View of NCOS looking North from Slough Road on March 19th, three days before the slough breach.
The NCOS wetlands are part of Devereux Slough, and an example of an intermittently tidal system. For most of the year, there is a sandbar at the beach that blocks the connection between Devereux Slough and the ocean. This sandbar is breached and partly, if not largely washed away when water levels in the slough exceed the height of the sandbar (approximately 9.5 feet above sea level). When the breach occurs, the system becomes tidal until the sandbar is rebuilt by wave action re-deposting sand on the beach. The breaching of the sandbar is an exciting event, with dramatically changing water levels as water rushes out of the wetland system into the ocean, creating a widening channel at the breach site, as seen in the photos below.
Devereux Slough breaching the sandbar on March 22: beginning with a small stream (left) and quickly turning into a fast flowing wide channel 30 minutes later (right). Michael Love (pictured at right) produced an exciting time-lapse video of the breach.
Filmmaker Michael Love captured this year's breach on video, including time-lapse footage of NCOS water levels rising during the heavy rain event March 20th to 22nd and then rapidly receeding after the sandbar was breached, as well as time-lapse of the channel widening.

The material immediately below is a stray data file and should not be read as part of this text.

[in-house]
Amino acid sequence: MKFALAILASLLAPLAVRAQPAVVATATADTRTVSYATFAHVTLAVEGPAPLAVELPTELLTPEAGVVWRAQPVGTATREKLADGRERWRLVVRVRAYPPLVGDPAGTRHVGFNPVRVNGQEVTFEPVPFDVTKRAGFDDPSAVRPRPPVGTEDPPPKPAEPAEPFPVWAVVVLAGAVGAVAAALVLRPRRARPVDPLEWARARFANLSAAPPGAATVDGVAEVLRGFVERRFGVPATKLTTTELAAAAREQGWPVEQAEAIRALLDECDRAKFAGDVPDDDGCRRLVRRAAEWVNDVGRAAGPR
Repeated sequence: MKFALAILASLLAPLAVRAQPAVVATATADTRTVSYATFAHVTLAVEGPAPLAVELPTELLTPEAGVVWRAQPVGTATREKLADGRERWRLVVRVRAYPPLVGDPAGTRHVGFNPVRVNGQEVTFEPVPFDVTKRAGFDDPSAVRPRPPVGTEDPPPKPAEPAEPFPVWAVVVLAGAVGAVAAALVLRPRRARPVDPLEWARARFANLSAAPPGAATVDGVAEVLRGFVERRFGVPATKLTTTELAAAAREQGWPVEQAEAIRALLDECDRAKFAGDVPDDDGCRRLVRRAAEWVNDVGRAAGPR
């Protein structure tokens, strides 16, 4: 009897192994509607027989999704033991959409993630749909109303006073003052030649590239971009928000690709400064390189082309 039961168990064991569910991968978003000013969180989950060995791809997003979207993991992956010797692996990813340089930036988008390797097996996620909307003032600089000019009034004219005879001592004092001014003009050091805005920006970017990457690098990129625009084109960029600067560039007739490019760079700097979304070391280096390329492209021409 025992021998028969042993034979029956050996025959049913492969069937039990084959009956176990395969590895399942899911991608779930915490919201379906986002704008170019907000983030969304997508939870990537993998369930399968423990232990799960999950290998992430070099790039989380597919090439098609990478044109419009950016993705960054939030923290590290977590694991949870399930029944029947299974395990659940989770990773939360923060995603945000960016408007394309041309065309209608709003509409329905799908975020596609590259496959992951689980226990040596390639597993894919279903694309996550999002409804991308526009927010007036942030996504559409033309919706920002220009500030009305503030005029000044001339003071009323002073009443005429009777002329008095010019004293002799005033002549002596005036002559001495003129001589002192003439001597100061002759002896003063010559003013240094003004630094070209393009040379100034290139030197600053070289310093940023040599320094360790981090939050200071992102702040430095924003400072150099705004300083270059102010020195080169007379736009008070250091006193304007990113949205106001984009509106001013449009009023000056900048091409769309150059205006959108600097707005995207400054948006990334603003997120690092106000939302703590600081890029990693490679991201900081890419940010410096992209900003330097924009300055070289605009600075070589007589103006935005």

The restoration design for NCOS was based on hydrological models of the sytem created initially by UCSB graduate student Andrew Rich and integrated into models developed by Environmental Science Associates (ESA) during the design phase. Special models are needed for these unique estuaries whose connection to the ocean is mediated by wave strength, rainfall, and evaporation. Waves and longshore sand transport affect the size of the sandbar separating the wetland from the ocean, while rainfall affects how much water enters the system, the water levels, and when the sandbar breaches.
Flood levels reduced:
Prior to the NCOS restoration project, half of the wetland’s potential water-holding capacity was supplanted by soil deposited to create the golf course. This caused water levels to rise rapidly to flood levels at the interface between the incoming creeks and the former wetland. In 2016-2017, before the restoration of NCOS began, the water level in Phelps Creek at Marymount bridge rose by 7 feet to over 17 feet in elevation during a storm event on January 20, 2017 (Figure 1). Last month, after a similarly sized post-project rain event, the Phelps Creek water level rose to just 13 feet in elevation (Figure 2). These patterns are similar in the western arm of the system, where Devereux creek enters, which rose to 15 feet in 2016-17 (Figure 1) and just 11 feet this year (Figure 2). The design of the system, with seasonal ponds and shallow slopes, allows the water to be retained to support groundwater recharge and wildlife habitat.
Figure 1. Pre-project NCOS water surface elevations and precipitation. Maximum water levels in Phelps Creek reached over 17 feet on January 20, 2017.